Battery Types

Motorcycle Batteries come in four basic types: Conventional, Yumicron, User-Activated Maintenance Free and Factory Activated Maintenance Free. Each requires a slightly different commissioning procedure.

Battery Identification

  • Conventional and Yumicron Batteries can be identified easiest by the removable plastic plugs they have at the top of each cell, 6 plugs for a 12V and 3 for a 6V battery. Conventional batteries generally have part numbers starting with either 6N or 12N depending on voltage. The Yumicron batteries generally have part numbers starting with YB or CB depending on manufacturer and are only available as 12 Volt units. These types of battery are more common on older machines and usually have an overflow pipe outlet on one side.
  • User Activated Maintenance Free Batteries or more commonly just Maintenance Free are usually supplied with a 6 cell acid package and a single sealing cap strip which will seal all 6 cells of the battery simultaneously. This type of battery does not have an overflow pipe, the casing is normally opaque and the part numbers generally start with YTX, GTX, ETX or CTX depending on the manufacturer.
  • Factory Activated Maintenance Free Batteries or more commonly Gel Batteries are generally opaque and completely sealed. The part numbers of Gel Batteries are a little more varied starting with CT, CTZ, YT, YTZ amongst others. Note: Gel type batteries require a charging voltage of at least 14.0 volts as opposed to 13.8 volts for liquid electrolyte types, so if upgrading check that the charging system is suitable.

Battery Capacity

Battery capacity is important for calculating the amount of time needed for an initial charge up. Battery capacity is measured in Ampere-hours (Amp hours) and is abbreviated to Ah. This is normally approximated in the first set of digits in the part number (second in the case of conventional batteries). For example, in YTX9BS and 12N9-3B, the approximate capacity is 9Ah so theoretically the battery should be able to supply 9 amps for one hour or 1 amp for nine hours. These figures are usually very optimistic and allow for a large fall in output voltage, something modern ignition systems wouldn't be able to function with.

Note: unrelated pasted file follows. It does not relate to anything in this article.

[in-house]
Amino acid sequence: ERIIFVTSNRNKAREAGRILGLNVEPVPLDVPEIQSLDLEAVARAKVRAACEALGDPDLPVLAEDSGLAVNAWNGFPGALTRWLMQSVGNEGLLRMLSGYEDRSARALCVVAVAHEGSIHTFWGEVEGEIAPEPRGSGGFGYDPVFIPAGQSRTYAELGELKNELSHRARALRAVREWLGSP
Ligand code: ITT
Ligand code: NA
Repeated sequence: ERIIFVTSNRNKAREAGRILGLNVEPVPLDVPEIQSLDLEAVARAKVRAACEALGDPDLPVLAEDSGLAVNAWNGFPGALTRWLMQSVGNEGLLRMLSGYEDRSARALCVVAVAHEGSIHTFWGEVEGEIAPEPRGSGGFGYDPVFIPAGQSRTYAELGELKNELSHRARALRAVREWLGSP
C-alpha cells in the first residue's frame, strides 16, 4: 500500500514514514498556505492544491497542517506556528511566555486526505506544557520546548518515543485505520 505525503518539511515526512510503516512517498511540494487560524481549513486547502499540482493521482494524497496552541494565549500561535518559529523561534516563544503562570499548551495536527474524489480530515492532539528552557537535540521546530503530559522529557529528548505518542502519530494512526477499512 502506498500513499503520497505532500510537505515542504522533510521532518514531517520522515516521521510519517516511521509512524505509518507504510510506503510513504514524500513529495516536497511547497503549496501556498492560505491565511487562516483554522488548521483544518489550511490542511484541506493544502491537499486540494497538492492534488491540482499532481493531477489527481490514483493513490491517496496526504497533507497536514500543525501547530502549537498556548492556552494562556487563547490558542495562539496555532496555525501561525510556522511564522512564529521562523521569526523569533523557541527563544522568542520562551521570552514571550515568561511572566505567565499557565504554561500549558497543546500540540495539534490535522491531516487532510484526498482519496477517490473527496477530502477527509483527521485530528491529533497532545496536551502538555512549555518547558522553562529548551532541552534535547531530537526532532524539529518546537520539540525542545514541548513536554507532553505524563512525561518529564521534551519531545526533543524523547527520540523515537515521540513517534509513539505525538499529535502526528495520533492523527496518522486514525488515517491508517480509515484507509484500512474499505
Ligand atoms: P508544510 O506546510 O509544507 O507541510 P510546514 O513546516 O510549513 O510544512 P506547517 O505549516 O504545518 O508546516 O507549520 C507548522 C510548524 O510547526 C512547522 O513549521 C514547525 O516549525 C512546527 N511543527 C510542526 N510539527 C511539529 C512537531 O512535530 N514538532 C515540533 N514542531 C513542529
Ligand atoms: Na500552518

Commissioning Procedure

Introducing the Electrolyte

  • Conventional and Yumicron Batteries. Before they can be used these batteries have to be filled with electrolyte and charged. The electrolyte is dilute sulphuric acid so care must be taken when handling it. Wear latex gloves or similar and make sure you're not wearing your best frock as any tiny splashes on it will mean small holes the next time the garment is washed. It would also be wise to wear safety goggles as any splashes to the eyes will necessitate washing out the eye with copious amounts of water and a precautionary trip to the doctor. Small amounts of the acid on the skin may not be too harmful but should be washed off immediately as it may irritate later. In other words, it's probably a good idea to wear overalls. Acid bottles usually come with a small plastic tube which when nipped between thumb and forefinger can effectively control the acid flow. Once you are properly prepared remove the plugs from the cells, remove the cap from the overflow pipe if one is fitted, and carefully add the acid up to the 'max' line indicated on the battery to each cell in turn. Then leave the battery for a couple of minutes to settle. When you return to the battery you'll probably find the electrolyte needs topping up with acid to the line again. When you are happy with the electrolyte levels to replace the plugs, fit the tube to the overflow pipe and wipe away any spilt acid with generous amounts of water. Only use specific dilute sulphuric acid for conventional lead-acid batteries and do not add any water at the time of commissioning. After the initial filling, do not add any further acid to the battery, always top-up with distilled or deionised water.